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Communities Turn To Wheel Tax For Road Maintenance

Increased Registration Fees Backfilling Stagnant State Funding

AP Photo/Seth Perlman

More local governments are looking into raising vehicle registration fees to keep up with road and highway repairs.

Fifteen municipalities and counties are already tacking $10 to $20 onto vehicle registration to pay for local road maintenance, and now Milwaukee County, Marathon County, Wausau, Portage and Green Bay are considering following suit.

Dan Fedderly of the Wisconsin County Highway Association points to a decade of stagnant road funding from the state that’s left locals with little choice.

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“We just simply need to address what has been a pending dilemma for many years and has got to the point where it is in crisis mode for many local units of government across the state,” Fedderly said.

The state’s transportation budget has been running a deficit for years as the main road funding mechanism—a 30.9-cent-per-gallon tax on gasoline—has failed to provide enough revenue to keep up with road maintenance costs.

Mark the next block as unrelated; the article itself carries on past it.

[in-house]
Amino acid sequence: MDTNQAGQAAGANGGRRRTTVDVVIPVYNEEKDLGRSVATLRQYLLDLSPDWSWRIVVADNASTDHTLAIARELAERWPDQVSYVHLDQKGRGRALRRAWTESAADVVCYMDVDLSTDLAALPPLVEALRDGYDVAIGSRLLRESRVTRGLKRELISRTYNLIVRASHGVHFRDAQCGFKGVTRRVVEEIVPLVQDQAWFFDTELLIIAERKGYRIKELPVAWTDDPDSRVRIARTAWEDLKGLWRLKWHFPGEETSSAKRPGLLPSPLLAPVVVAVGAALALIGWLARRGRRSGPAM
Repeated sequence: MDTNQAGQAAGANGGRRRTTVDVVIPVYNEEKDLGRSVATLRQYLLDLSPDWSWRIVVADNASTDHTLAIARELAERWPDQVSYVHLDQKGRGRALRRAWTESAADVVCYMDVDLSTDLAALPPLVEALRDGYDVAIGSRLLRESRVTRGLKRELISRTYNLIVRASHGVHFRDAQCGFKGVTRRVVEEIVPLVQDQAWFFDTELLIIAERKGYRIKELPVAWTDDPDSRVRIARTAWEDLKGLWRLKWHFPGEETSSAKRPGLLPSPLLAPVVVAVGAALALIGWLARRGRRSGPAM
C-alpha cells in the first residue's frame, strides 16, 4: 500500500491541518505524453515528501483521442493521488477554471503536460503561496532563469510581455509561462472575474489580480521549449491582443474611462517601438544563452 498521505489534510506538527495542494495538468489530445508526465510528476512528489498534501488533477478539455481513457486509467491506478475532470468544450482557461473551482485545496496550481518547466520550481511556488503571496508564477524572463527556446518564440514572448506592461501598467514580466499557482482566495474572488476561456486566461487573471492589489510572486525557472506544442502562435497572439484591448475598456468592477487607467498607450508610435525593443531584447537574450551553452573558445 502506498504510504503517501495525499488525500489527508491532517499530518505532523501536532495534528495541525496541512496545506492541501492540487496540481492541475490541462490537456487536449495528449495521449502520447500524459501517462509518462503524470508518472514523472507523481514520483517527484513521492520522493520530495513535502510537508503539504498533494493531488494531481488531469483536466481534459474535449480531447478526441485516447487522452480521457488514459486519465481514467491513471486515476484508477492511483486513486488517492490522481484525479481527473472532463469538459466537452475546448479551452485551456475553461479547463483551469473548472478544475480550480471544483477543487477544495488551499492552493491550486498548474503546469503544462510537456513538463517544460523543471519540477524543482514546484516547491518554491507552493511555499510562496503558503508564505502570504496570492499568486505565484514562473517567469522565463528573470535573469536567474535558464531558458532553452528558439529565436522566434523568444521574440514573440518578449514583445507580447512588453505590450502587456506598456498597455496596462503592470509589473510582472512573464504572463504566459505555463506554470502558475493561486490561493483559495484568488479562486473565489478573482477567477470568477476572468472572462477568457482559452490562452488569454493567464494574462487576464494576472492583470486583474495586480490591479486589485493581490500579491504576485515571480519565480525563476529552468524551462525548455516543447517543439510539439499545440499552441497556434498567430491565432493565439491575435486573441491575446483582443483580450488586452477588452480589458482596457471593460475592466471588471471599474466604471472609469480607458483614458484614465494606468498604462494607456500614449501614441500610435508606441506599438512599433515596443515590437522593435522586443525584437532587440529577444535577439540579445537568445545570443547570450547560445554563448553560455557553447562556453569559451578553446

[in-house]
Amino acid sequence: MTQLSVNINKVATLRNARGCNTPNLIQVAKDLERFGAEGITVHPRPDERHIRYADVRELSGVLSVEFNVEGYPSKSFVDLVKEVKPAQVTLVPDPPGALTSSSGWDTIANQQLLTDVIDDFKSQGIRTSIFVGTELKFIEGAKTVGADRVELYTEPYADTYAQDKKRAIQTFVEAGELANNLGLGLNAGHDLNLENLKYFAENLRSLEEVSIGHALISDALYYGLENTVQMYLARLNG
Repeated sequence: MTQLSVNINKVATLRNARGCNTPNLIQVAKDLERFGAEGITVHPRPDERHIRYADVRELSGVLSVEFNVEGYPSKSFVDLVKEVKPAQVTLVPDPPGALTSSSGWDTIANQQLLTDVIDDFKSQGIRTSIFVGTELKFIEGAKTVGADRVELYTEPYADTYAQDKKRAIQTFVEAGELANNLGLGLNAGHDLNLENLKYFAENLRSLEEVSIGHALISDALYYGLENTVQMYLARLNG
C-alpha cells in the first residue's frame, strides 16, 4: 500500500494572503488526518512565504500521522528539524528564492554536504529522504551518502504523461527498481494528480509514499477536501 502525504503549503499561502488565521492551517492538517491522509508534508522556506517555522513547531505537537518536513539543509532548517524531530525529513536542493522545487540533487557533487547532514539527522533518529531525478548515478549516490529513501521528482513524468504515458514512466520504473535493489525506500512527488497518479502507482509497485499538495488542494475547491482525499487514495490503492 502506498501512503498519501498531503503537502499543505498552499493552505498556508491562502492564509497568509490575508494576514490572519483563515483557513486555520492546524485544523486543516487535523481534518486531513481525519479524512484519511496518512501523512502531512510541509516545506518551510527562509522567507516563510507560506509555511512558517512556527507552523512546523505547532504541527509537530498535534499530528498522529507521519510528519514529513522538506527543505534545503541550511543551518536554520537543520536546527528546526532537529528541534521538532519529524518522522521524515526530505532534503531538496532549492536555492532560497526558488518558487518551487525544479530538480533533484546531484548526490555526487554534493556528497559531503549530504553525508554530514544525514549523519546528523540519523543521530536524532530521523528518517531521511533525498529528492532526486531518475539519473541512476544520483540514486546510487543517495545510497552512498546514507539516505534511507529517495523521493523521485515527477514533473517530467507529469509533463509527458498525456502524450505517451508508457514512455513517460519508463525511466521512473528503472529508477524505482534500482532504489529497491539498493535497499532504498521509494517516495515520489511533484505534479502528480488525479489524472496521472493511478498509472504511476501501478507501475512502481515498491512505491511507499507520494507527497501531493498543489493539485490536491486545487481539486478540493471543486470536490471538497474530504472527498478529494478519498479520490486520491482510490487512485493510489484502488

Fedderly hopes the wheel tax debate pushes state lawmakers to find a new revenue source for road maintenance.

“As the transportation budget and funding for transportation falls short on a regular basis, as it has over the last decade, these communities start to look at it, and the more communities that look at it the more emphasis there is on what the crisis in transportation funding really is,” Fedderly said.

Some Republican legislative leaders like Assemblyman John Nygren of Marinette and Assembly Speaker Robin Vos of Burlington have been more open to raising the state’s gas tax or registration fees this year.

Gov. Scott Walker said he opposes such moves.